The coronavirus pandemic has made the importance of sustained, world-class medical research more obvious than ever. The current pandemic is a powerful wake-up call, harkening back to Mary Lasker’s warning: “If you think research is expensive, try disease.” Her words resonate powerfully as we observe the tragic loss of life and devastation of the global economy wrought by a “once-in-a-100-year” virus that experts had repeatedly forecasted (e.g., The Coming Plague, 1994.)

As clinicians on the front lines care for patients, public health experts implement community interventions, and policy makers move to expedite relief packages, we as a nation should grab the opportunity to learn lessons from this dire challenge. We now have the opportunity to gain insights about medical research that can guide us as we continue the battle against COVID-19 and that can help us prepare for future outbreaks. Here’s some of what the COVID-19 has taught us already:

Good science is key to finding real answers: The urgency of this pandemic has focused the world’s attention on discovering safe and effective vaccines and treatments. Touting unproven therapies brings false hope and can be dangerous. The recent death of a person who “self-medicated” with a chloroquine product he had heard about over the internet is a vivid example. The time-honored scientific protocols for generating data on a drug’s safety and efficacy using carefully conducted clinical trials, followed by thoughtful FDA review, are mainstays of “good science” and good clinical practice. They cannot be abandoned.

Funding for medical research must be sustained and predictable: Intermittent funding that is provided only when there is a public health emergency shortchanges our capacity for rapid response as new pathogens emerge. Research must be ongoing before, during and after a disease outbreak. “Stop-and- start” investigations disrupt research. A number of promising vaccines were in development during the SARS and MERS coronavirus outbreaks—but once infections waned, so did the research funding. Protovaccines that could have been useful in developing a rapid response to this novel virus were literally put on ice at the University of Texas and elsewhere—thus handicapping the current development process by many months. Sustained funding is necessary to support the full range of discovery—from elucidating the biology of the virus to developing drug candidates to creating improved” systems of care delivery.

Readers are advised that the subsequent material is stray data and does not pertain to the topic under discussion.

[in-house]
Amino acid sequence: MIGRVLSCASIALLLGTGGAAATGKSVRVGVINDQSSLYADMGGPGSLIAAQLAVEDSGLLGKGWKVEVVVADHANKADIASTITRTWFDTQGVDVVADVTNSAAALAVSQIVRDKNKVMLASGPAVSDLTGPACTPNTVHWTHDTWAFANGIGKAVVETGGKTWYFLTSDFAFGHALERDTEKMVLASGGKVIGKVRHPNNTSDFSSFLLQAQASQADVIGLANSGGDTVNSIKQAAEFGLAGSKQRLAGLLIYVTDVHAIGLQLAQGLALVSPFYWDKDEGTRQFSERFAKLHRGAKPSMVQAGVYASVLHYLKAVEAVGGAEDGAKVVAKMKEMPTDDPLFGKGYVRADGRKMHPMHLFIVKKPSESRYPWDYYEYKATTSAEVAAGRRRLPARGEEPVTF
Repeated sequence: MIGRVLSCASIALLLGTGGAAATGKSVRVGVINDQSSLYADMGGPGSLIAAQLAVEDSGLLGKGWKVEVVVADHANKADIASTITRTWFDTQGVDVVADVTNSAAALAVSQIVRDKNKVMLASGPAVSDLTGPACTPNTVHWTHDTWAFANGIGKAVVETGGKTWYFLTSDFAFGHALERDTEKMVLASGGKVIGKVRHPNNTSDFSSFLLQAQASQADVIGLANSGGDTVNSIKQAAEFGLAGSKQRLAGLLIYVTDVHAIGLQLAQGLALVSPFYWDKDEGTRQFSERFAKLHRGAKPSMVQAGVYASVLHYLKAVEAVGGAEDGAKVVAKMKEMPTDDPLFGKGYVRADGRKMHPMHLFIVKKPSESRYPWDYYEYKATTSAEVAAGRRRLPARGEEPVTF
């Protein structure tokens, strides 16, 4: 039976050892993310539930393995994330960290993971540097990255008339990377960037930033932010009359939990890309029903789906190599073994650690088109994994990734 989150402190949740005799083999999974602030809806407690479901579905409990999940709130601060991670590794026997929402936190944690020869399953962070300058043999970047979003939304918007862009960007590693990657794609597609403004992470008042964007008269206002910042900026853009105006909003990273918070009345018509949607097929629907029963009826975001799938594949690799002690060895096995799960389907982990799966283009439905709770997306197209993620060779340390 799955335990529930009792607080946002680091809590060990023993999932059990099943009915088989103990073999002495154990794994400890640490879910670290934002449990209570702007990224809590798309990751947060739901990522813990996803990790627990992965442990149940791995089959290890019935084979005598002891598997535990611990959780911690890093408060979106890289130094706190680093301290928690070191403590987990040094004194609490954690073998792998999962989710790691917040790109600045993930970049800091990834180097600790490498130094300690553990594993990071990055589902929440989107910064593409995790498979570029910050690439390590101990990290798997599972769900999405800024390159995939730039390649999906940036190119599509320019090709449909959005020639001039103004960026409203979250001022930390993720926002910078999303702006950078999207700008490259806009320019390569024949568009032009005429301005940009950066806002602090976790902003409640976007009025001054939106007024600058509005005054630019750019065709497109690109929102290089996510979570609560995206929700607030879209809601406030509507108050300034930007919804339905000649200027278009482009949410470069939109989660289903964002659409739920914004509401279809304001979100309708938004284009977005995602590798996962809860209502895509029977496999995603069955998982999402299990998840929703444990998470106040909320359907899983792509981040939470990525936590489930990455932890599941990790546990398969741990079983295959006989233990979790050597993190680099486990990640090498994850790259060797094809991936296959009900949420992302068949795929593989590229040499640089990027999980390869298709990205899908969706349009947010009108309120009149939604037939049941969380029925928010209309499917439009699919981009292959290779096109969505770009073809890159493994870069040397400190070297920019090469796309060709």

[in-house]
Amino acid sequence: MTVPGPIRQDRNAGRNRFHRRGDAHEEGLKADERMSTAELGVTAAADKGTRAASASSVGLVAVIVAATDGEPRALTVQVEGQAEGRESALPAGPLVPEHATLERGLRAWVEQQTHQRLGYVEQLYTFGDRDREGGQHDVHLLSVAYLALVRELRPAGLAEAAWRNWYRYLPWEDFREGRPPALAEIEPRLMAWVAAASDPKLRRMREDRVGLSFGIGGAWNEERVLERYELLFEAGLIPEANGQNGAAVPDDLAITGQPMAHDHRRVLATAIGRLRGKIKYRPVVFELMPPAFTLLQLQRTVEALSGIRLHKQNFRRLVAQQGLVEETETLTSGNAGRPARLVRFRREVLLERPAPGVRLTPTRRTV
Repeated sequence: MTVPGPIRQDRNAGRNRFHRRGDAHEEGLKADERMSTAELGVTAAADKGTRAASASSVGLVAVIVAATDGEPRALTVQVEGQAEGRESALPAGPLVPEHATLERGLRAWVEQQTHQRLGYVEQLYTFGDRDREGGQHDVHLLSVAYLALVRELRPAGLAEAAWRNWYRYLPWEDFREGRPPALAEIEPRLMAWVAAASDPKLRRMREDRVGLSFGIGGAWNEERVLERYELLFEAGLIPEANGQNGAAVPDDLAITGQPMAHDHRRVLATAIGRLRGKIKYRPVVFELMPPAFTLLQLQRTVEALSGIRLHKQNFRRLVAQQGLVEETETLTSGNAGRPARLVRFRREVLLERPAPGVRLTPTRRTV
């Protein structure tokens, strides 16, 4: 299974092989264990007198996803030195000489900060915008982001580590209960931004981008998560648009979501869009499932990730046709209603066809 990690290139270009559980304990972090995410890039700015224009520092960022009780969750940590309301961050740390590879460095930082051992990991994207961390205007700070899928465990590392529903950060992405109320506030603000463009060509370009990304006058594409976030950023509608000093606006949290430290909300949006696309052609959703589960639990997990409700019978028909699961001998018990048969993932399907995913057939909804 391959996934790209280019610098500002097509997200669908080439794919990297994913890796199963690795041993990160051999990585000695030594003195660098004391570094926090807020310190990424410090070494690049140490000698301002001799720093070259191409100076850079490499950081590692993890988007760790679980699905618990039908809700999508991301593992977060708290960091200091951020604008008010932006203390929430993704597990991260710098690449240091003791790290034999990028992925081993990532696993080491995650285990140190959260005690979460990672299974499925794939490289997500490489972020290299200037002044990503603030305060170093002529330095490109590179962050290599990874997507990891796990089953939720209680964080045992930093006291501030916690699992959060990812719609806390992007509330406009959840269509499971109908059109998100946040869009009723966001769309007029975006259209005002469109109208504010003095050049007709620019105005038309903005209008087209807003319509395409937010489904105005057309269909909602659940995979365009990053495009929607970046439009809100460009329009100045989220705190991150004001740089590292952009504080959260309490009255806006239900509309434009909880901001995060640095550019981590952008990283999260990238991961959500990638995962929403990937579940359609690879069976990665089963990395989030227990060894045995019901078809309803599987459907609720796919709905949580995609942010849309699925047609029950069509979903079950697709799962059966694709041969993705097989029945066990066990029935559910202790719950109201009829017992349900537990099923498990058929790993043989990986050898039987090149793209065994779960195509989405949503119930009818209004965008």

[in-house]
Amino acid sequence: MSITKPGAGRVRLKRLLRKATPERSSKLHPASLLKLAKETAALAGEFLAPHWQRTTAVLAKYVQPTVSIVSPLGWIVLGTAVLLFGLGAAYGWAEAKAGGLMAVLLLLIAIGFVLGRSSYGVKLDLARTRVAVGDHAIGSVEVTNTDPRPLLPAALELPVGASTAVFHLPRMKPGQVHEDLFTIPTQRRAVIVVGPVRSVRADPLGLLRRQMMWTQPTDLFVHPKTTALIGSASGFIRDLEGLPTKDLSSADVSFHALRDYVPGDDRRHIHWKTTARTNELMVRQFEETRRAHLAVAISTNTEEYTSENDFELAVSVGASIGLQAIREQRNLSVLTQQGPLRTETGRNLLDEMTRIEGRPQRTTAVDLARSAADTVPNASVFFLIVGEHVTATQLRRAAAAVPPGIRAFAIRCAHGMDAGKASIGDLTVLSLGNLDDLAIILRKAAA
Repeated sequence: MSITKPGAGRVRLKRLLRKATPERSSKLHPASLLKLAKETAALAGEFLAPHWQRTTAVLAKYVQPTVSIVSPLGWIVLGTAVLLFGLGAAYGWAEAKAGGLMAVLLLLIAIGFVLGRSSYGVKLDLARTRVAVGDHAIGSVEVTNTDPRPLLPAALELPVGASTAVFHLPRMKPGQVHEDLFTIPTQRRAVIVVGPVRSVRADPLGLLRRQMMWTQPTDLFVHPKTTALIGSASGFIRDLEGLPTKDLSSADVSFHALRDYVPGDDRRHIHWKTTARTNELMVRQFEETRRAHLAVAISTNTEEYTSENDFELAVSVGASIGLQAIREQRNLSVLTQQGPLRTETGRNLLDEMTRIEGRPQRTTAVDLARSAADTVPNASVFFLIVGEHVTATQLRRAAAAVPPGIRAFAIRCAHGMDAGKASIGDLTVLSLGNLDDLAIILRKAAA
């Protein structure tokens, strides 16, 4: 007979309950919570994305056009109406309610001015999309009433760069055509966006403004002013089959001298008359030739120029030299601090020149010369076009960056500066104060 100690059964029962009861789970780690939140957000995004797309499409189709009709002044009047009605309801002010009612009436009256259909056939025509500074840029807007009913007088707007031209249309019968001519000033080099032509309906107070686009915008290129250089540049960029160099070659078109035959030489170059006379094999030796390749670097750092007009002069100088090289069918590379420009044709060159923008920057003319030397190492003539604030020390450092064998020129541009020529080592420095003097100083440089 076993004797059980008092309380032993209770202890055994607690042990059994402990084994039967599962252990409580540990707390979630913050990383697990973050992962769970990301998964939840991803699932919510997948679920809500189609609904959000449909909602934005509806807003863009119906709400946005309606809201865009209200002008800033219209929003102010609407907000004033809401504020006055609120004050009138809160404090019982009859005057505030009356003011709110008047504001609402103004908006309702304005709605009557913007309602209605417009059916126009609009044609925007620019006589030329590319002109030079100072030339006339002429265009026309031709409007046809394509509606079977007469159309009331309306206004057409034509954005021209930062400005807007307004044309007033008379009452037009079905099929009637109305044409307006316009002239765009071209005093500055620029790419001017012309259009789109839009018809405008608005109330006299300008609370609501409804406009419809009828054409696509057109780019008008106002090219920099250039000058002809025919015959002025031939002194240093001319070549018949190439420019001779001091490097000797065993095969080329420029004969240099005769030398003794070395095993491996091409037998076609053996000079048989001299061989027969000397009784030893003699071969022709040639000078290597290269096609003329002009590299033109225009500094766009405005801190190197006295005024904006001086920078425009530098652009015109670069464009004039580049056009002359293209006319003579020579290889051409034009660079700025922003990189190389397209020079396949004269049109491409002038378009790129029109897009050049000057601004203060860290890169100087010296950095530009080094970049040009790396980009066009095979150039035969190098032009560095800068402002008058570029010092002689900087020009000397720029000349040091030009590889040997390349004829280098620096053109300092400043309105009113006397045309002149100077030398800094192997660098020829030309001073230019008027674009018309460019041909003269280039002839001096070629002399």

Public health infrastructure is essential: The COVID-19 crisis has highlighted profound shortcomings in our current fragmented approaches to health. Chronic underfunding of public health departments, dismantling of national pandemic preparedness offices and the lack of surge capacity in hospitals have hampered our nation’s ability to respond rapidly and effectively. These are issues that need to be urgently addressed in the short term but are also realities that must be changed long-term. This is an opportunity to consider innovative approaches, including global partnerships with the World Health Organization and others, to detect, respond to and prevent outbreaks of disease when they emerge anywhere in the world.

Technological advances help: We have tools that were not available to us during previous pandemics. This is good news. Telehealth allows patients to access many aspects of ongoing health care without the risk of going to medical facilities and spreading disease to health care providers. New diagnostic machines are available that have been quickly adapted by industry to identify this virus. Teleconferencing facilitates rapid sharing of information among health professionals and others. As we increase use of these approaches during the pandemic, it will be important to integrate these innovations into routine practice.

Support of the workforce is critical: But technology is not a panacea. We must support the people who create and deliver these breakthroughs. The importance of developing a strong STEM workforce is made abundantly clear by COVID-19. We need to ensure funding for young scientists and reduce administrative overload of established researchers. The current failure to provide adequate PPE (personal protective equipment) to clinicians caring for coronavirus patients leaves health professionals feeling like “sacrificial lambs” and fails to recognize their altruistic service. Partisan infighting that slows support to clinicians and other first responders is unacceptable when the well-being of our workforce is at stake.

Investment in medical research is a public good: The COVID-19 crisis will cause immense human suffering and will continue to do so for some time. As we come together to battle the pandemic, we see clearly that investments in areas that improve human health are invaluable. Medical research provides critical solutions in this battle—we have the capacity and, increasingly, the urgent will to create vaccines, develop drug therapies, improve clinical care systems and strengthen public health capacity. We must remember that once this particular epidemic is over—and before the next arrives.

I am confident that medical science will provide key answers to the current pandemic. Humans will prevail against the virus. But will we learn from this hardship? Once the crisis abates, will our nation ensure serious investment in essential medical research so as to be able to respond to future biological threats? Will we successfully incorporate best public-health practices on display in other nations? My sincere hope is that Americans will step forward to demand that biomedical science be our priority for the safety and well-being of all.